"There are two kinds of success, or rather two kinds of ability displayed in the achievement of success. There is, first, the success either in big things or small things which comes to the man who has in him the natural power to do what no one else can do, and what no amount of training, no perseverance or will power, will enable any ordinary man to do.
"But much the commoner type of success...is the kind of success which is open to the average man of sound body and fair mind, who has no remarkable mental or physical attributes, but who gets just as much as possible in the way of work out of the aptitudes that he does possess." - Theodore Roosevelt, in his essay "The Vigor of Life."
Roosevelt went on to add, "I need hardly say that all the successes I have ever won have been of the second type."
Teddy Roosevelt was weak and sickly as a child. At the age of fourteen, after being subjected to relentless bullying by a couple of other boys, Teddy decided to do everything within his power to become physically stronger and mentally tougher. He studied boxing under a personal trainer. He took up wrestling, and then horseback riding, swimming and shooting.
Roosevelt admits that he never excelled brilliantly at any of these endeavors. He did, however, after much hard and sometimes painful work, develop the ability to "hold his own" - in the boxing ring and on the equestrian course, while big game hunting and during his tenure in the White House. Along the way, he developed greater confidence in his own limited abilities and he earned the respect of men much stronger and more physically and mentally gifted than he.
I am currently reading a delightful book loaned to me by a friend - The Letters & Lessons of Theodore Roosevelt for His Sons. One theme I have encountered repeatedly in this small volume is this: Teddy Roosevelt was not content to sit passively and complain about the things he could not do. Instead, he resolved to make the best of the resources available to him.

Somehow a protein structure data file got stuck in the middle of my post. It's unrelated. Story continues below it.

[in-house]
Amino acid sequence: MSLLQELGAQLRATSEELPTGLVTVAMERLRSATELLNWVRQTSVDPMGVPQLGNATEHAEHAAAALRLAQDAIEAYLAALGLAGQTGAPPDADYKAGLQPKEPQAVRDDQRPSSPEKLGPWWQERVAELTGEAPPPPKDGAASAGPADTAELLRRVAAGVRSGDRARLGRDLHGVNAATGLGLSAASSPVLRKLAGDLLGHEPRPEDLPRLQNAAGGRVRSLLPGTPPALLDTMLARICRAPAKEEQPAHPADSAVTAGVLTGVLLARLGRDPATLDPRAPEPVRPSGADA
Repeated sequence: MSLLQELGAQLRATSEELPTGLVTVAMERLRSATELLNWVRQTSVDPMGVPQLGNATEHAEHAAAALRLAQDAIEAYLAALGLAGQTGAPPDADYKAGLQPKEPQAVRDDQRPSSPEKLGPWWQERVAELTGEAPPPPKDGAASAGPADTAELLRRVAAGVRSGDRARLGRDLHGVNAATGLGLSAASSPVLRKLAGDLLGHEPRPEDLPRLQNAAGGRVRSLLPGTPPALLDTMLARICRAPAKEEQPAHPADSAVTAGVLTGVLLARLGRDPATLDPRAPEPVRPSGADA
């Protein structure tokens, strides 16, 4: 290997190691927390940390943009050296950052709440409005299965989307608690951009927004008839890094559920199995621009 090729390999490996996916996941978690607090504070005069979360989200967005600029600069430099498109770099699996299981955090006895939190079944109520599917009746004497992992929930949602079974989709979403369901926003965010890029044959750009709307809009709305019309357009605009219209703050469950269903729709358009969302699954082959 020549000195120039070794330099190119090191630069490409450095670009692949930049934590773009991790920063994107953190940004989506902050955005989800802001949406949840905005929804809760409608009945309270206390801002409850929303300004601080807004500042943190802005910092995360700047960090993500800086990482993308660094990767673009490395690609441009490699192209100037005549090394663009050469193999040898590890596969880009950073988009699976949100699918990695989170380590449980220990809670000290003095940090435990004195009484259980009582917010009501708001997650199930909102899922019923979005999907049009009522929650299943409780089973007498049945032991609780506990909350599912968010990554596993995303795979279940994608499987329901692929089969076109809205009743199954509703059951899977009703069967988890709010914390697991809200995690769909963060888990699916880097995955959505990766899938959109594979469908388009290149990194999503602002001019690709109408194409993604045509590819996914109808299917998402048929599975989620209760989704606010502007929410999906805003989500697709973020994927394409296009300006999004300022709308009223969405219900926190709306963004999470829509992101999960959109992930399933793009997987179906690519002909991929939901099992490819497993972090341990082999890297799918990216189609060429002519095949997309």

As a weak, asthmatic teenager, Teddy knew he would never be a prize-fighter. Even so, he determined that anyone who tried to rough him up in the future would regret doing so.
I am both challenged and encouraged by Teddy Roosevelt's example of working diligently to make the most of whatever abilities he possessed.
How often do I focus my thoughts on something I cannot do, and then use my real inability in one area as an excuse for general laziness or inactivity in other areas of my life, areas where I could actually accomplish a great deal if I only applied myself?
How often do I tell myself the lie that if success does not come easily or naturally, then it must be unattainable?
How often do I look at difficulties and obstacles as justification for giving up, instead looking at them as opportunities to grow stronger and to learn?
I am ashamed to admit that I often choose to lament what I cannot do rather than to work hard at what I can do.
Teddy Roosevelt would have had none of such nonsense.
Neither should I.
4 days ago